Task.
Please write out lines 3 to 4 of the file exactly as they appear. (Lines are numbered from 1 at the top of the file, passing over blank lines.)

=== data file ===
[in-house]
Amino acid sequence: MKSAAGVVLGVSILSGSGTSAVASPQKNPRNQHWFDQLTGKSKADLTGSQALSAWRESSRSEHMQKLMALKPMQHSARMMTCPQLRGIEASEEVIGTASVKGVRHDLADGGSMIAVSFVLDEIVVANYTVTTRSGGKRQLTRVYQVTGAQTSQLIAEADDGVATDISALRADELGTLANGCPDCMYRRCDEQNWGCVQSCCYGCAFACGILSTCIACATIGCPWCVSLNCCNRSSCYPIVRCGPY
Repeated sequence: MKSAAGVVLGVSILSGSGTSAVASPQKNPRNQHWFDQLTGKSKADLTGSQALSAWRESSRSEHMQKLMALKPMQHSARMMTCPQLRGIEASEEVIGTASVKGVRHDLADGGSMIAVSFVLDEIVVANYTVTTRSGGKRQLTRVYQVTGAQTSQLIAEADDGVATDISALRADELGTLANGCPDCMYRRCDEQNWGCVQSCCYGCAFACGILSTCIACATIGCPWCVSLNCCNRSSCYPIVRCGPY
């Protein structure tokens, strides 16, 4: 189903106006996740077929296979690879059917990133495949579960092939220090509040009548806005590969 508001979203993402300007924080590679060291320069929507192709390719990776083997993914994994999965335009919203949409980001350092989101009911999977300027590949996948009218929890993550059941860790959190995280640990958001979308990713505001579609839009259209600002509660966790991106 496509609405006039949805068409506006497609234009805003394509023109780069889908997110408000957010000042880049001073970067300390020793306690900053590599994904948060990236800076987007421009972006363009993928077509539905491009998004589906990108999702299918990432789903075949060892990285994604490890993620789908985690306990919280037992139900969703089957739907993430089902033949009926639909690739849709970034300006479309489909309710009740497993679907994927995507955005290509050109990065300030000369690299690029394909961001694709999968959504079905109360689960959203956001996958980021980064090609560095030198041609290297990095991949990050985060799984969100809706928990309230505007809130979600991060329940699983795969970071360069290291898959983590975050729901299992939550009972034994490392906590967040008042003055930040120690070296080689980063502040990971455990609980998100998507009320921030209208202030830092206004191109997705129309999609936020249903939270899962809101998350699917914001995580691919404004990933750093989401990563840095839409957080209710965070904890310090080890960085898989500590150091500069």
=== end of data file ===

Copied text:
Repeated sequence: MKSAAGVVLGVSILSGSGTSAVASPQKNPRNQHWFDQLTGKSKADLTGSQALSAWRESSRSEHMQKLMALKPMQHSARMMTCPQLRGIEASEEVIGTASVKGVRHDLADGGSMIAVSFVLDEIVVANYTVTTRSGGKRQLTRVYQVTGAQTSQLIAEADDGVATDISALRADELGTLANGCPDCMYRRCDEQNWGCVQSCCYGCAFACGILSTCIACATIGCPWCVSLNCCNRSSCYPIVRCGPY
């Protein structure tokens, strides 16, 4: 189903106006996740077929296979690879059917990133495949579960092939220090509040009548806005590969 508001979203993402300007924080590679060291320069929507192709390719990776083997993914994994999965335009919203949409980001350092989101009911999977300027590949996948009218929890993550059941860790959190995280640990958001979308990713505001579609839009259209600002509660966790991106 496509609405006039949805068409506006497609234009805003394509023109780069889908997110408000957010000042880049001073970067300390020793306690900053590599994904948060990236800076987007421009972006363009993928077509539905491009998004589906990108999702299918990432789903075949060892990285994604490890993620789908985690306990919280037992139900969703089957739907993430089902033949009926639909690739849709970034300006479309489909309710009740497993679907994927995507955005290509050109990065300030000369690299690029394909961001694709999968959504079905109360689960959203956001996958980021980064090609560095030198041609290297990095991949990050985060799984969100809706928990309230505007809130979600991060329940699983795969970071360069290291898959983590975050729901299992939550009972034994490392906590967040008042003055930040120690070296080689980063502040990971455990609980998100998507009320921030209208202030830092206004191109997705129309999609936020249903939270899962809101998350699917914001995580691919404004990933750093989401990563840095839409957080209710965070904890310090080890960085898989500590150091500069």